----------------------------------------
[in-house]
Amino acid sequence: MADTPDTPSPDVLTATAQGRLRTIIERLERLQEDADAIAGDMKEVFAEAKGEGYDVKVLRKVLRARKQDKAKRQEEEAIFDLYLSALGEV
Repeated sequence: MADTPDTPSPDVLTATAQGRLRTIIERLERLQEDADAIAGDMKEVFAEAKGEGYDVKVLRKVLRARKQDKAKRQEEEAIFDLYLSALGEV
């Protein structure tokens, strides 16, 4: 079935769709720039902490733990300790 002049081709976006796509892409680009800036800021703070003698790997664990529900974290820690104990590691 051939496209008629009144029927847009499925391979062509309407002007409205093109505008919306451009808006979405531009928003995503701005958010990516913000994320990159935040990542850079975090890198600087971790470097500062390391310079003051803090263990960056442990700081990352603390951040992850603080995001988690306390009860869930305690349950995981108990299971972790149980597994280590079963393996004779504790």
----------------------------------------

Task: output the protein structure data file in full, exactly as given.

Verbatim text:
[in-house]
Amino acid sequence: MADTPDTPSPDVLTATAQGRLRTIIERLERLQEDADAIAGDMKEVFAEAKGEGYDVKVLRKVLRARKQDKAKRQEEEAIFDLYLSALGEV
Repeated sequence: MADTPDTPSPDVLTATAQGRLRTIIERLERLQEDADAIAGDMKEVFAEAKGEGYDVKVLRKVLRARKQDKAKRQEEEAIFDLYLSALGEV
């Protein structure tokens, strides 16, 4: 079935769709720039902490733990300790 002049081709976006796509892409680009800036800021703070003698790997664990529900974290820690104990590691 051939496209008629009144029927847009499925391979062509309407002007409205093109505008919306451009808006979405531009928003995503701005958010990516913000994320990159935040990542850079975090890198600087971790470097500062390391310079003051803090263990960056442990700081990352603390951040992850603080995001988690306390009860869930305690349950995981108990299971972790149980597994280590079963393996004779504790």